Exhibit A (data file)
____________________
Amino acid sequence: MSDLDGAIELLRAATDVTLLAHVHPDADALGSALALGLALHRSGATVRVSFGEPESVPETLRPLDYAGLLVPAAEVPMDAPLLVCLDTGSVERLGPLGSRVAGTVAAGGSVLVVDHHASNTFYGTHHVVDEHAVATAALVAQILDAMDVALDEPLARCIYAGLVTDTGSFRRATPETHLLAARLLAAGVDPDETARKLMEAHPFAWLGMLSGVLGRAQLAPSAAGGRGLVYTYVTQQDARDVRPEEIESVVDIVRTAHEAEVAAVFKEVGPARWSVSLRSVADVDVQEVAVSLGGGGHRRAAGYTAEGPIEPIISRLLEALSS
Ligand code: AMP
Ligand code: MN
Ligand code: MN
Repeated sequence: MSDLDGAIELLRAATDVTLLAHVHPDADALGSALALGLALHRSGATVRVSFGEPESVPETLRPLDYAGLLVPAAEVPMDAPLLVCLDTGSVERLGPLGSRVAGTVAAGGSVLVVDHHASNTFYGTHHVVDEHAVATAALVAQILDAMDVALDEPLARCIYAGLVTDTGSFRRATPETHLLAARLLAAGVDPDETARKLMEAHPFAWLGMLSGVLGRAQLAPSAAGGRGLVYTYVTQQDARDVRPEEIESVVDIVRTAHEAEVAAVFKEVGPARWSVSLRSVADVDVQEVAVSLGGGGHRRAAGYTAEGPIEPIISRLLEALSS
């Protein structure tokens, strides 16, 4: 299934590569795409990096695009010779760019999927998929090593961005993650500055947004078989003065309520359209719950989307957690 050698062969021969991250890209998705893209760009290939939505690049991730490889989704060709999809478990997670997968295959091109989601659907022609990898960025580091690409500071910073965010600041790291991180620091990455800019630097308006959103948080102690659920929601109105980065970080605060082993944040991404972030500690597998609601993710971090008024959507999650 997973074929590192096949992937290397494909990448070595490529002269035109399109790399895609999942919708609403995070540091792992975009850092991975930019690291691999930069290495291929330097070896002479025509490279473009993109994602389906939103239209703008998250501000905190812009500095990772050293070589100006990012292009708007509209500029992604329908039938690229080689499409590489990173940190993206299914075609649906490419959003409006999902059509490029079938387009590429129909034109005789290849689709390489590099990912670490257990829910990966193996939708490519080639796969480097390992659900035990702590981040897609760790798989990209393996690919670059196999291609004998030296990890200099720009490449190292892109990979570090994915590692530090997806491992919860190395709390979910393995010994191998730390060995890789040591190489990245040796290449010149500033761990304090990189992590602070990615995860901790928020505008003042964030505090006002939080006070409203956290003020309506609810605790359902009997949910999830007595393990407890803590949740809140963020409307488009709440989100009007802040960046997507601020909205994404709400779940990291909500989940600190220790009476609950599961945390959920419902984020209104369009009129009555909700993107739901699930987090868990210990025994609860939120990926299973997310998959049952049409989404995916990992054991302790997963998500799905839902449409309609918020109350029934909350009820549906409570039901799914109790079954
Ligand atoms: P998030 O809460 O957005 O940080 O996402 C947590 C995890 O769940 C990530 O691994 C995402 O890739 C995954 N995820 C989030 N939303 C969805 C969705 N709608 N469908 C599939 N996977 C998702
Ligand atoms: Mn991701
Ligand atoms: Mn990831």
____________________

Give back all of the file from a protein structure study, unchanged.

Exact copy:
Amino acid sequence: MSDLDGAIELLRAATDVTLLAHVHPDADALGSALALGLALHRSGATVRVSFGEPESVPETLRPLDYAGLLVPAAEVPMDAPLLVCLDTGSVERLGPLGSRVAGTVAAGGSVLVVDHHASNTFYGTHHVVDEHAVATAALVAQILDAMDVALDEPLARCIYAGLVTDTGSFRRATPETHLLAARLLAAGVDPDETARKLMEAHPFAWLGMLSGVLGRAQLAPSAAGGRGLVYTYVTQQDARDVRPEEIESVVDIVRTAHEAEVAAVFKEVGPARWSVSLRSVADVDVQEVAVSLGGGGHRRAAGYTAEGPIEPIISRLLEALSS
Ligand code: AMP
Ligand code: MN
Ligand code: MN
Repeated sequence: MSDLDGAIELLRAATDVTLLAHVHPDADALGSALALGLALHRSGATVRVSFGEPESVPETLRPLDYAGLLVPAAEVPMDAPLLVCLDTGSVERLGPLGSRVAGTVAAGGSVLVVDHHASNTFYGTHHVVDEHAVATAALVAQILDAMDVALDEPLARCIYAGLVTDTGSFRRATPETHLLAARLLAAGVDPDETARKLMEAHPFAWLGMLSGVLGRAQLAPSAAGGRGLVYTYVTQQDARDVRPEEIESVVDIVRTAHEAEVAAVFKEVGPARWSVSLRSVADVDVQEVAVSLGGGGHRRAAGYTAEGPIEPIISRLLEALSS
């Protein structure tokens, strides 16, 4: 299934590569795409990096695009010779760019999927998929090593961005993650500055947004078989003065309520359209719950989307957690 050698062969021969991250890209998705893209760009290939939505690049991730490889989704060709999809478990997670997968295959091109989601659907022609990898960025580091690409500071910073965010600041790291991180620091990455800019630097308006959103948080102690659920929601109105980065970080605060082993944040991404972030500690597998609601993710971090008024959507999650 997973074929590192096949992937290397494909990448070595490529002269035109399109790399895609999942919708609403995070540091792992975009850092991975930019690291691999930069290495291929330097070896002479025509490279473009993109994602389906939103239209703008998250501000905190812009500095990772050293070589100006990012292009708007509209500029992604329908039938690229080689499409590489990173940190993206299914075609649906490419959003409006999902059509490029079938387009590429129909034109005789290849689709390489590099990912670490257990829910990966193996939708490519080639796969480097390992659900035990702590981040897609760790798989990209393996690919670059196999291609004998030296990890200099720009490449190292892109990979570090994915590692530090997806491992919860190395709390979910393995010994191998730390060995890789040591190489990245040796290449010149500033761990304090990189992590602070990615995860901790928020505008003042964030505090006002939080006070409203956290003020309506609810605790359902009997949910999830007595393990407890803590949740809140963020409307488009709440989100009007802040960046997507601020909205994404709400779940990291909500989940600190220790009476609950599961945390959920419902984020209104369009009129009555909700993107739901699930987090868990210990025994609860939120990926299973997310998959049952049409989404995916990992054991302790997963998500799905839902449409309609918020109350029934909350009820549906409570039901799914109790079954
Ligand atoms: P998030 O809460 O957005 O940080 O996402 C947590 C995890 O769940 C990530 O691994 C995402 O890739 C995954 N995820 C989030 N939303 C969805 C969705 N709608 N469908 C599939 N996977 C998702
Ligand atoms: Mn991701
Ligand atoms: Mn990831």